Twitter / Facebook: I’m not sure I see an effective use for these platforms yet, but I could see value from a status reporting perspective. My only issue with Twitter is that it’s public, and my issue with Facebook is their privacy policies. When I lived in Singapore I ran projects in New York. What I wanted when I woke up in the morning was a blow-by-blow of my night’s events while I was sleeping. Something that showed me short, 140 character messages of the day’s running status would quickly get me up to speed so when I called New York in my morning I already had the gist. I used to ask for something like that in Excel format; another tool designed specifically for that purpose would serve even better.

Other Tools: For many other social media tools out there, I might not be able to see an effective application yet. But that doesn’t mean there isn’t one.
But let's not get bent out of shape about it.
The thing to remember with all of the above is, there needs to be a suitable application for whatever tool you choose. There’s no point in jamming a web 2.0 tool in place just to say you did it. If you want to scrape the salt off a cracker, you’ll use a butter knife: not a sandblaster.

When man discovered fire, that was kind of a big deal. The invention of the wheel fell on the mostly nifty side too. PM2.0? Meh…it has its place. I think the controversy over PM2.0 tools is making more noise than the tools themselves. PM2.0 is not going to cause world economic collapse because of a sudden swath of failed global projects. Neither does PM2.0 mark the Return of the Messiah.

As far as I see it, PM2.0 is just an introduction of new ways of organizing our data that may, or may not benefit us, depending on the context to we wish to apply them. So let’s all keep it in perspective.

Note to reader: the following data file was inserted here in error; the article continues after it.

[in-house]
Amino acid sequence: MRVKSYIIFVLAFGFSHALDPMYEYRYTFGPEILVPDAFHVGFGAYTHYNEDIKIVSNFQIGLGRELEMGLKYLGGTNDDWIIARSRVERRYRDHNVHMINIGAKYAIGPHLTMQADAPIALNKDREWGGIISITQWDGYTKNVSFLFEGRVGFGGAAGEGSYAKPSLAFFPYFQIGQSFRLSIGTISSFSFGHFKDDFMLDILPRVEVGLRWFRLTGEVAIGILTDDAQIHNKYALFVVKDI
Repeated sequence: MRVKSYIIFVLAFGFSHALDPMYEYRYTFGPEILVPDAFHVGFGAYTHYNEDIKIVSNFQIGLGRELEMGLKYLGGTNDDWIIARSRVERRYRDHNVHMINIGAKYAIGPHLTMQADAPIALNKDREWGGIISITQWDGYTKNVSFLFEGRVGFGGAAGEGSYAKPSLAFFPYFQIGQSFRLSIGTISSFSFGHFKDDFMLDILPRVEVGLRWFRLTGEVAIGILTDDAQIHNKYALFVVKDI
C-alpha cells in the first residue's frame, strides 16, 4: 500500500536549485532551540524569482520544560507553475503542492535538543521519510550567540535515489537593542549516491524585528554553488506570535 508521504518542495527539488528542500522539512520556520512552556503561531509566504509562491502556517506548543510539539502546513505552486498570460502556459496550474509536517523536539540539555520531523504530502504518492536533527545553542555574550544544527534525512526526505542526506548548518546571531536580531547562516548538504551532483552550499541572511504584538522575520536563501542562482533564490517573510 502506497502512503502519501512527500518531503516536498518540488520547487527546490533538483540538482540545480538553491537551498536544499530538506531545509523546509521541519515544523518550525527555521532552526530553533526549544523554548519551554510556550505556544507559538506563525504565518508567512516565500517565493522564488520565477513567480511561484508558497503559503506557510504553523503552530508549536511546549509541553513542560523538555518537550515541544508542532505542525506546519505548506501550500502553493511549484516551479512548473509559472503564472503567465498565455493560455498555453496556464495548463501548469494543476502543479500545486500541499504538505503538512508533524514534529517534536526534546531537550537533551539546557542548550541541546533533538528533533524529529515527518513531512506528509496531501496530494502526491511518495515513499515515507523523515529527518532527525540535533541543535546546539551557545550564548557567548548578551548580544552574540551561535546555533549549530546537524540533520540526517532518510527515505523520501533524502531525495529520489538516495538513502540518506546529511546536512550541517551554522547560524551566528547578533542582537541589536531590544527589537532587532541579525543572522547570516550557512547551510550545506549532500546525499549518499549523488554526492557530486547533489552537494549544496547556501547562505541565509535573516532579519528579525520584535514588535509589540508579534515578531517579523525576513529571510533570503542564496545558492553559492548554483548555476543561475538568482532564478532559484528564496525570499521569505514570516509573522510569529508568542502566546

I’m a professor of project management at the college where I work. My students continually amaze me with their insights, passion and all-around awesomeness. I figure they deserve access to more answers than I can give them by myself. This site is for them.
  • I agree, although I would not that some “1.0” folks have been using sandblasters to scrape salt off of crackers for a long time – sometimes the “2.0” tool is better. By the say, I'd say – in the Enterprise context – For “Twitter” think Yammer or a application, and for Facebook think Elgg or BuddyPress

  • I was hoping that someone else might put it a comment and save me the heartache. I wrote some time ago a post titled “a fool with a tool is still a fool” ( Not much to add to it really – reckon it speaks for itself. PM 2.0 is not even a term that makes sense as it could equally be called “communication 2.0” or “organization 2.0” or any other nonsensical 2.0 term. The real, established term, properly encapsulating the message attempted to be conveyed here is “Web 2.0”. Why take it any further?

    Might be a good start for along argument but there isn't really much to argue about – or is there?

    Cheers, Shim

  • Heya Shim, I don't think it should be bad news at all that you linked that article. I thought it was very thought-provoking and well-written, so thank you!

    I don't disagree with many of the things you said. But from my point of view, your primary objection seems to be the fact that this whole “craze” has been labelled “PM2.0” than anything else.

    “A fool with a tool is still a fool”. There's nothing to debate about that. It's a true statement. I meant as much in my post above when I said “sloppy implementation of a new tool doesn’t take away the tool’s intrinsic value…it just means whoever put the tool in place did a crappy job.” But the tool still has intrinsic value whether we engage that value or not.

    Every profession needs tools. They are devices, methodologies, pieces of software and even ways of thinking that are used to achieve a specific objective. The key here is “objective”. That objective has to be defined before a tool can have purpose in the context of achieving it. That's what hopefully stops us from using a hammer to screw (smash) in a light bulb.